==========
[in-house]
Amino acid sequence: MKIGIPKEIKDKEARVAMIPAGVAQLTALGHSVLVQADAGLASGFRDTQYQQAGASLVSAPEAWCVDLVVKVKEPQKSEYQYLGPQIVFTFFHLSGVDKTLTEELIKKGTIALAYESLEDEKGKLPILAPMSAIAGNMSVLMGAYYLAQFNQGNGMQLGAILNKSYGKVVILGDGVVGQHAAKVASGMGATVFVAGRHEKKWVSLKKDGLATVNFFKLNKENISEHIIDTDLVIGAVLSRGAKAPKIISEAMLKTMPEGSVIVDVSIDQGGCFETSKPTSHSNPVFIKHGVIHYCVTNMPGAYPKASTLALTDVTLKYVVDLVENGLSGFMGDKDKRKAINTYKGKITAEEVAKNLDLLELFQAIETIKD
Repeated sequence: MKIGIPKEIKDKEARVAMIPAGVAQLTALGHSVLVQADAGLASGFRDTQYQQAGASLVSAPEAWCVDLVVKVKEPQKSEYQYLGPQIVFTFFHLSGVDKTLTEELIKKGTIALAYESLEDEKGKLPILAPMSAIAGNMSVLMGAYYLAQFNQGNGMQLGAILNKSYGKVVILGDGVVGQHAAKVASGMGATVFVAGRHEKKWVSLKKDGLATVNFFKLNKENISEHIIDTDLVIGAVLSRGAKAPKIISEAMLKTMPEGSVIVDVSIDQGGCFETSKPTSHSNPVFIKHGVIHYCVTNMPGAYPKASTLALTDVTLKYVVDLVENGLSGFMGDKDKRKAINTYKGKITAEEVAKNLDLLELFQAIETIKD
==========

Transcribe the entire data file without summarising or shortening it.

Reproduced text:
[in-house]
Amino acid sequence: MKIGIPKEIKDKEARVAMIPAGVAQLTALGHSVLVQADAGLASGFRDTQYQQAGASLVSAPEAWCVDLVVKVKEPQKSEYQYLGPQIVFTFFHLSGVDKTLTEELIKKGTIALAYESLEDEKGKLPILAPMSAIAGNMSVLMGAYYLAQFNQGNGMQLGAILNKSYGKVVILGDGVVGQHAAKVASGMGATVFVAGRHEKKWVSLKKDGLATVNFFKLNKENISEHIIDTDLVIGAVLSRGAKAPKIISEAMLKTMPEGSVIVDVSIDQGGCFETSKPTSHSNPVFIKHGVIHYCVTNMPGAYPKASTLALTDVTLKYVVDLVENGLSGFMGDKDKRKAINTYKGKITAEEVAKNLDLLELFQAIETIKD
Repeated sequence: MKIGIPKEIKDKEARVAMIPAGVAQLTALGHSVLVQADAGLASGFRDTQYQQAGASLVSAPEAWCVDLVVKVKEPQKSEYQYLGPQIVFTFFHLSGVDKTLTEELIKKGTIALAYESLEDEKGKLPILAPMSAIAGNMSVLMGAYYLAQFNQGNGMQLGAILNKSYGKVVILGDGVVGQHAAKVASGMGATVFVAGRHEKKWVSLKKDGLATVNFFKLNKENISEHIIDTDLVIGAVLSRGAKAPKIISEAMLKTMPEGSVIVDVSIDQGGCFETSKPTSHSNPVFIKHGVIHYCVTNMPGAYPKASTLALTDVTLKYVVDLVENGLSGFMGDKDKRKAINTYKGKITAEEVAKNLDLLELFQAIETIKD